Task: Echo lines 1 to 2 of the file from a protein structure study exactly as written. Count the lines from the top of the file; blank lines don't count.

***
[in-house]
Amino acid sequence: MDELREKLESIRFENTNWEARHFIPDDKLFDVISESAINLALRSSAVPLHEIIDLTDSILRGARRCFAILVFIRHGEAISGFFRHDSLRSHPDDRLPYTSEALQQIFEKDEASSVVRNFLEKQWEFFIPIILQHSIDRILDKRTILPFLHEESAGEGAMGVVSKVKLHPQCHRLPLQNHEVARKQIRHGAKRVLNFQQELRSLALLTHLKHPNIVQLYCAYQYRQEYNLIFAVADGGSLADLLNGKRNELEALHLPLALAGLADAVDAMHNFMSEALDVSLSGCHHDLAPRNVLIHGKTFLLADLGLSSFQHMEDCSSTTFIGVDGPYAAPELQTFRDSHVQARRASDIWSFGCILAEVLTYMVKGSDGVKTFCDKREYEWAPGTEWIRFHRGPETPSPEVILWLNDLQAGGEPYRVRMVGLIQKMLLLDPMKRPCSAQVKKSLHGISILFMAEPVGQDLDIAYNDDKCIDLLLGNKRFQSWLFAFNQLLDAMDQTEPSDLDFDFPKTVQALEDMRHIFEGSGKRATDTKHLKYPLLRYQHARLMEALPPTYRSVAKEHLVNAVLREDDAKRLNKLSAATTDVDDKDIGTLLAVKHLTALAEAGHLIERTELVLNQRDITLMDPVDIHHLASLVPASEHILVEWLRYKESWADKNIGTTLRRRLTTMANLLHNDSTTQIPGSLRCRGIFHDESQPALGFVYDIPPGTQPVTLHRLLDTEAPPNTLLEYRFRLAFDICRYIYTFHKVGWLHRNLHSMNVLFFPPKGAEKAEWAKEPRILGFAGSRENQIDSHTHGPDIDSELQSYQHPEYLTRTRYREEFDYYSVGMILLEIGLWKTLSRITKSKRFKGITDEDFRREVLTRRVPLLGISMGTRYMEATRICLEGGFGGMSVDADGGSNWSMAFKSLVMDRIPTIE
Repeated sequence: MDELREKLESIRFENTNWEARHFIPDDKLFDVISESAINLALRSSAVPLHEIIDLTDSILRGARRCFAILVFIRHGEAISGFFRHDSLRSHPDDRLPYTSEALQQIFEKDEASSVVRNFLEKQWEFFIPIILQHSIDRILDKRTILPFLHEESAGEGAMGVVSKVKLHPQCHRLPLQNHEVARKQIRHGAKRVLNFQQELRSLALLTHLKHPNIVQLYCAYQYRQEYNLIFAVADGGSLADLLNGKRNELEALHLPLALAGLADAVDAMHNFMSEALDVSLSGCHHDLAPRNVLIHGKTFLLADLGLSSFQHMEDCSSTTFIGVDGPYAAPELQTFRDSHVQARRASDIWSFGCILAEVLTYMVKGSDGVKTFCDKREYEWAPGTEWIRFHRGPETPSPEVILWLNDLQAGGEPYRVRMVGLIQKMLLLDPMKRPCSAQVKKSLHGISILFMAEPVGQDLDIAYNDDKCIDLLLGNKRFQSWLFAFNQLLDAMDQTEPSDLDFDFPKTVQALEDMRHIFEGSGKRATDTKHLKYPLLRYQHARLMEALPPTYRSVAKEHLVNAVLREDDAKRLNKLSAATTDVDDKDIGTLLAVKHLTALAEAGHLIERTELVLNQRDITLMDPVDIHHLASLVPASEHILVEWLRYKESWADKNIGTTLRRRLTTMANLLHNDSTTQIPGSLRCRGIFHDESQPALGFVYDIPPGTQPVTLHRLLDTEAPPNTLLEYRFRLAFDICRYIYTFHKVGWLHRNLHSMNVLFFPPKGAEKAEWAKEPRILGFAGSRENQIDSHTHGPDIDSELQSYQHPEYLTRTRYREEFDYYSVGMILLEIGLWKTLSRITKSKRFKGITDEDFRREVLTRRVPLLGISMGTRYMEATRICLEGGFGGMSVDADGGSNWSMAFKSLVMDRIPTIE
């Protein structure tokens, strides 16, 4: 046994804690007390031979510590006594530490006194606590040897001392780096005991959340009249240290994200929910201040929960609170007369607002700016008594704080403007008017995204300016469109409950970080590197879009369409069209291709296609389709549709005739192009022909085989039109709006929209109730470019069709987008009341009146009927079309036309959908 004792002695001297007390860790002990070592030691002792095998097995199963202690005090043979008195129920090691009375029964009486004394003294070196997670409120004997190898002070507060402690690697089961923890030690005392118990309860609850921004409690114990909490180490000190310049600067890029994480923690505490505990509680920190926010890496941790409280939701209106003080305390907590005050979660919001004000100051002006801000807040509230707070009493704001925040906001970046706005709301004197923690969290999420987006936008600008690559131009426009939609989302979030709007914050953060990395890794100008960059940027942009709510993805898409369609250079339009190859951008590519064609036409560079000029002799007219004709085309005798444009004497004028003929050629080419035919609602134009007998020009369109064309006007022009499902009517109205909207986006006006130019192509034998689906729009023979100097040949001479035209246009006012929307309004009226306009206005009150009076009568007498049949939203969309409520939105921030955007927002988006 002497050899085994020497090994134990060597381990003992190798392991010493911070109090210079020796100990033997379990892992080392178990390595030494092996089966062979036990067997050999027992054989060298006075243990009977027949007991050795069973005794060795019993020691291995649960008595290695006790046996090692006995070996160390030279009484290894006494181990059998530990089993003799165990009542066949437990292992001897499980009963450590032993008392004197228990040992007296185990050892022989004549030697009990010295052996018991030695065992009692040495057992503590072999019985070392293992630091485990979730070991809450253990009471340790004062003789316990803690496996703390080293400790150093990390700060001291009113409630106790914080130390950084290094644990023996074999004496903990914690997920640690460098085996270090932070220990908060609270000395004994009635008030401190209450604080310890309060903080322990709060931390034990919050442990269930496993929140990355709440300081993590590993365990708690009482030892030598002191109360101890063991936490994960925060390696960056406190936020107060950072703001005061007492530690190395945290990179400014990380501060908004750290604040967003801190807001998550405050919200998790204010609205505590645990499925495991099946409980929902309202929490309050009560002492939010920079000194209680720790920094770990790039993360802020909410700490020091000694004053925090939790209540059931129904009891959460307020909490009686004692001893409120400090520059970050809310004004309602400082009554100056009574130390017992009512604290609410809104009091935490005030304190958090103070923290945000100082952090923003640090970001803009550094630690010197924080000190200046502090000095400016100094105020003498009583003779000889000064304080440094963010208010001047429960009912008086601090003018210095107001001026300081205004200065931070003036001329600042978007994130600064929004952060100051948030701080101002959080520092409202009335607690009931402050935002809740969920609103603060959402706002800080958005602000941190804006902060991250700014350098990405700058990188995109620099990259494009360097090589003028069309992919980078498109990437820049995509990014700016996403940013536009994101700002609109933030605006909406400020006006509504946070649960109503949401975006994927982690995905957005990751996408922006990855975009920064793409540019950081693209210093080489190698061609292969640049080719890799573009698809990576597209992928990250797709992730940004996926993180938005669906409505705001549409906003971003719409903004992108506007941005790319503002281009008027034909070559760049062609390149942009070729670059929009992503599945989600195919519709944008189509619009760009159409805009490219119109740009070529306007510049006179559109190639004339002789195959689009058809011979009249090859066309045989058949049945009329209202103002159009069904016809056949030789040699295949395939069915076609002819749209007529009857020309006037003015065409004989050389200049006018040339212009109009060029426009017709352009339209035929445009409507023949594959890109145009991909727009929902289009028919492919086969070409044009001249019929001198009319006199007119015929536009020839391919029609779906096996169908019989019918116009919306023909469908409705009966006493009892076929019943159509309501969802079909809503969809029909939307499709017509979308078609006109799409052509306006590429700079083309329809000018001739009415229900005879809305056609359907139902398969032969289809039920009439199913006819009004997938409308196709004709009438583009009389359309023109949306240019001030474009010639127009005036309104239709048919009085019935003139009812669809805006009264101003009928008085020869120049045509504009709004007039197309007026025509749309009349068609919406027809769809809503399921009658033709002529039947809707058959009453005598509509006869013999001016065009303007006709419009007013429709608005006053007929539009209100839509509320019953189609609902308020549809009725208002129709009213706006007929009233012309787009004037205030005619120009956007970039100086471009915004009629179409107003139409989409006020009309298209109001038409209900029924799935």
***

[in-house]
Amino acid sequence: MDELREKLESIRFENTNWEARHFIPDDKLFDVISESAINLALRSSAVPLHEIIDLTDSILRGARRCFAILVFIRHGEAISGFFRHDSLRSHPDDRLPYTSEALQQIFEKDEASSVVRNFLEKQWEFFIPIILQHSIDRILDKRTILPFLHEESAGEGAMGVVSKVKLHPQCHRLPLQNHEVARKQIRHGAKRVLNFQQELRSLALLTHLKHPNIVQLYCAYQYRQEYNLIFAVADGGSLADLLNGKRNELEALHLPLALAGLADAVDAMHNFMSEALDVSLSGCHHDLAPRNVLIHGKTFLLADLGLSSFQHMEDCSSTTFIGVDGPYAAPELQTFRDSHVQARRASDIWSFGCILAEVLTYMVKGSDGVKTFCDKREYEWAPGTEWIRFHRGPETPSPEVILWLNDLQAGGEPYRVRMVGLIQKMLLLDPMKRPCSAQVKKSLHGISILFMAEPVGQDLDIAYNDDKCIDLLLGNKRFQSWLFAFNQLLDAMDQTEPSDLDFDFPKTVQALEDMRHIFEGSGKRATDTKHLKYPLLRYQHARLMEALPPTYRSVAKEHLVNAVLREDDAKRLNKLSAATTDVDDKDIGTLLAVKHLTALAEAGHLIERTELVLNQRDITLMDPVDIHHLASLVPASEHILVEWLRYKESWADKNIGTTLRRRLTTMANLLHNDSTTQIPGSLRCRGIFHDESQPALGFVYDIPPGTQPVTLHRLLDTEAPPNTLLEYRFRLAFDICRYIYTFHKVGWLHRNLHSMNVLFFPPKGAEKAEWAKEPRILGFAGSRENQIDSHTHGPDIDSELQSYQHPEYLTRTRYREEFDYYSVGMILLEIGLWKTLSRITKSKRFKGITDEDFRREVLTRRVPLLGISMGTRYMEATRICLEGGFGGMSVDADGGSNWSMAFKSLVMDRIPTIE